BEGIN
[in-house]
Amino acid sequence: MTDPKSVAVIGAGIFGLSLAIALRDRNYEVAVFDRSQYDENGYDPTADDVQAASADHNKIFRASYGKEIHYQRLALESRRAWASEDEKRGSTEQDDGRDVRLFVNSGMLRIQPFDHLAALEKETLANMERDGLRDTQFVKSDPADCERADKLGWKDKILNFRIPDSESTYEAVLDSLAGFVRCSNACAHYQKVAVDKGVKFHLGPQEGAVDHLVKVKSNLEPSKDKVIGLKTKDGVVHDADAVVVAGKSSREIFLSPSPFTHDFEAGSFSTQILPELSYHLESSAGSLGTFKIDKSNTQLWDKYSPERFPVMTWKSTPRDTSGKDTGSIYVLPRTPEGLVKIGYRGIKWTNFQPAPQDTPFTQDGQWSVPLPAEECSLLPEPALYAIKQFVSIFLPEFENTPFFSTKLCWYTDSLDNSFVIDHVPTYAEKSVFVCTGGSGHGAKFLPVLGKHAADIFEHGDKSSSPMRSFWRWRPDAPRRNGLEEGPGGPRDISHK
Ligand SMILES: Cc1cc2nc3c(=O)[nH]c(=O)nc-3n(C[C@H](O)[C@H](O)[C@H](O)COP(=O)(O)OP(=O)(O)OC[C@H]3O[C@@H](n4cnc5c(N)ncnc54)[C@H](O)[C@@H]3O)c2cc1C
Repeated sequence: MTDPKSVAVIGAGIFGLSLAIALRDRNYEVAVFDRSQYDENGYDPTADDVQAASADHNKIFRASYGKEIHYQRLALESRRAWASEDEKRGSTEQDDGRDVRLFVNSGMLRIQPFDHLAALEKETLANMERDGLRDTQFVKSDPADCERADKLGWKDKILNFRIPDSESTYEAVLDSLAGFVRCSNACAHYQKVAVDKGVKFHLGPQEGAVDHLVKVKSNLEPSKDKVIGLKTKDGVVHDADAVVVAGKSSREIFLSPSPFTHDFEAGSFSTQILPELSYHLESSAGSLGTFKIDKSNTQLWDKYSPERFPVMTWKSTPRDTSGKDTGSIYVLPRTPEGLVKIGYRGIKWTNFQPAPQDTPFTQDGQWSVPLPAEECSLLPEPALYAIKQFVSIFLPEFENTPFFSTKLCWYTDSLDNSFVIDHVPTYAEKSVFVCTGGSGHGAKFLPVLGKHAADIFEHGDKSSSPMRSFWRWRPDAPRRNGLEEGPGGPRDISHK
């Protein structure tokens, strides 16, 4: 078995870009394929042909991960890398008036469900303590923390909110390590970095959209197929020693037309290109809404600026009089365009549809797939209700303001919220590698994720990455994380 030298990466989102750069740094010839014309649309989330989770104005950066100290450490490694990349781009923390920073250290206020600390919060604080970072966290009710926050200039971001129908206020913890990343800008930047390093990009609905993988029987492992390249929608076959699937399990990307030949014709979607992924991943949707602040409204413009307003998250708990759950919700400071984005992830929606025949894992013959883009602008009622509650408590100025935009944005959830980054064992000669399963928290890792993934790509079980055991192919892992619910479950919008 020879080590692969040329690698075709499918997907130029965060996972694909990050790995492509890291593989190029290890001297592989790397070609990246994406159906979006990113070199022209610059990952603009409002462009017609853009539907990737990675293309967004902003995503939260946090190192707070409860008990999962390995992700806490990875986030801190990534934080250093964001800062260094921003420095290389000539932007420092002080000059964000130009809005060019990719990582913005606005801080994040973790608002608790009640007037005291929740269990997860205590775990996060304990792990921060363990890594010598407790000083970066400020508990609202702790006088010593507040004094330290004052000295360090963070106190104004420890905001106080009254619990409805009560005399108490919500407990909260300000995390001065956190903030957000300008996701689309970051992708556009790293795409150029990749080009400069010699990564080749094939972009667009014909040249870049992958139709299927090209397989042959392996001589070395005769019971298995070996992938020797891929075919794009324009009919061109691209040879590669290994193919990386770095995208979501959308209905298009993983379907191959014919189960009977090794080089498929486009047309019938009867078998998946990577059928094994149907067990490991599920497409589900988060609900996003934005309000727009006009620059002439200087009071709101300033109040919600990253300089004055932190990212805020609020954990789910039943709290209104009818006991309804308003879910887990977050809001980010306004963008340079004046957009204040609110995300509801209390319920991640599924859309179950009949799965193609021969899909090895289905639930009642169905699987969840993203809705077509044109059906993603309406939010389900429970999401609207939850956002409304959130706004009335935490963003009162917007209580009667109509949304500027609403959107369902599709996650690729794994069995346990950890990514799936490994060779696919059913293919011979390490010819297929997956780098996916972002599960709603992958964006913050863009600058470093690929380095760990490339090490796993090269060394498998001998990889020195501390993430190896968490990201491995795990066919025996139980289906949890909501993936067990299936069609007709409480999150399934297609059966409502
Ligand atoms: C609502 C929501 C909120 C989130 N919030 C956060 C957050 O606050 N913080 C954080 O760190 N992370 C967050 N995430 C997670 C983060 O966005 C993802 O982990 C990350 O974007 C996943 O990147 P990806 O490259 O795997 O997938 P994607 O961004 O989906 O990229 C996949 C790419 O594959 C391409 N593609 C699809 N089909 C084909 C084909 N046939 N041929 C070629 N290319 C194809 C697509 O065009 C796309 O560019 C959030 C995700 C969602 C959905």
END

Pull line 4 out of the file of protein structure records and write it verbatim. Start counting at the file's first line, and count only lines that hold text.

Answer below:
Repeated sequence: MTDPKSVAVIGAGIFGLSLAIALRDRNYEVAVFDRSQYDENGYDPTADDVQAASADHNKIFRASYGKEIHYQRLALESRRAWASEDEKRGSTEQDDGRDVRLFVNSGMLRIQPFDHLAALEKETLANMERDGLRDTQFVKSDPADCERADKLGWKDKILNFRIPDSESTYEAVLDSLAGFVRCSNACAHYQKVAVDKGVKFHLGPQEGAVDHLVKVKSNLEPSKDKVIGLKTKDGVVHDADAVVVAGKSSREIFLSPSPFTHDFEAGSFSTQILPELSYHLESSAGSLGTFKIDKSNTQLWDKYSPERFPVMTWKSTPRDTSGKDTGSIYVLPRTPEGLVKIGYRGIKWTNFQPAPQDTPFTQDGQWSVPLPAEECSLLPEPALYAIKQFVSIFLPEFENTPFFSTKLCWYTDSLDNSFVIDHVPTYAEKSVFVCTGGSGHGAKFLPVLGKHAADIFEHGDKSSSPMRSFWRWRPDAPRRNGLEEGPGGPRDISHK